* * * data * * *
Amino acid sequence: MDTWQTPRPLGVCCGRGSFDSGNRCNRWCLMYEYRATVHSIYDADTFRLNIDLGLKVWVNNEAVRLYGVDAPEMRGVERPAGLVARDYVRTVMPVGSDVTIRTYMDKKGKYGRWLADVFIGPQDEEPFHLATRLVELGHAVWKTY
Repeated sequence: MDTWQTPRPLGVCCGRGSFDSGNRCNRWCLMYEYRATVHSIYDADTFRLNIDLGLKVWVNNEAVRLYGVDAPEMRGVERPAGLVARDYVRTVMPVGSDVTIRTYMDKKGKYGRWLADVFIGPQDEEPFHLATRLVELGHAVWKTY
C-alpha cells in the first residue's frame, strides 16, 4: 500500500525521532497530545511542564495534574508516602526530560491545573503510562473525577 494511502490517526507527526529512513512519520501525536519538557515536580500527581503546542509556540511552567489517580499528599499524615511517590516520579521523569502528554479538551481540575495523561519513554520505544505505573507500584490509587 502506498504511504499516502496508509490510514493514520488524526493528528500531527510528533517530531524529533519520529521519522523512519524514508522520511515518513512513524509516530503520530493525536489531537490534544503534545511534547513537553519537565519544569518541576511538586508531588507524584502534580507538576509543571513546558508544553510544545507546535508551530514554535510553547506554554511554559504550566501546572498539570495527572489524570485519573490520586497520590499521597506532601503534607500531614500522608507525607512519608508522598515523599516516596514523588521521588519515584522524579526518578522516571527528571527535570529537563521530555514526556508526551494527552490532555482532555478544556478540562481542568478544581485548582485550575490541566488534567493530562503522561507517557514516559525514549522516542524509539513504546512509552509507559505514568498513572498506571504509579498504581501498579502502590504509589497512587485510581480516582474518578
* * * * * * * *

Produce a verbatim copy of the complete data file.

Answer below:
Amino acid sequence: MDTWQTPRPLGVCCGRGSFDSGNRCNRWCLMYEYRATVHSIYDADTFRLNIDLGLKVWVNNEAVRLYGVDAPEMRGVERPAGLVARDYVRTVMPVGSDVTIRTYMDKKGKYGRWLADVFIGPQDEEPFHLATRLVELGHAVWKTY
Repeated sequence: MDTWQTPRPLGVCCGRGSFDSGNRCNRWCLMYEYRATVHSIYDADTFRLNIDLGLKVWVNNEAVRLYGVDAPEMRGVERPAGLVARDYVRTVMPVGSDVTIRTYMDKKGKYGRWLADVFIGPQDEEPFHLATRLVELGHAVWKTY
C-alpha cells in the first residue's frame, strides 16, 4: 500500500525521532497530545511542564495534574508516602526530560491545573503510562473525577 494511502490517526507527526529512513512519520501525536519538557515536580500527581503546542509556540511552567489517580499528599499524615511517590516520579521523569502528554479538551481540575495523561519513554520505544505505573507500584490509587 502506498504511504499516502496508509490510514493514520488524526493528528500531527510528533517530531524529533519520529521519522523512519524514508522520511515518513512513524509516530503520530493525536489531537490534544503534545511534547513537553519537565519544569518541576511538586508531588507524584502534580507538576509543571513546558508544553510544545507546535508551530514554535510553547506554554511554559504550566501546572498539570495527572489524570485519573490520586497520590499521597506532601503534607500531614500522608507525607512519608508522598515523599516516596514523588521521588519515584522524579526518578522516571527528571527535570529537563521530555514526556508526551494527552490532555482532555478544556478540562481542568478544581485548582485550575490541566488534567493530562503522561507517557514516559525514549522516542524509539513504546512509552509507559505514568498513572498506571504509579498504581501498579502502590504509589497512587485510581480516582474518578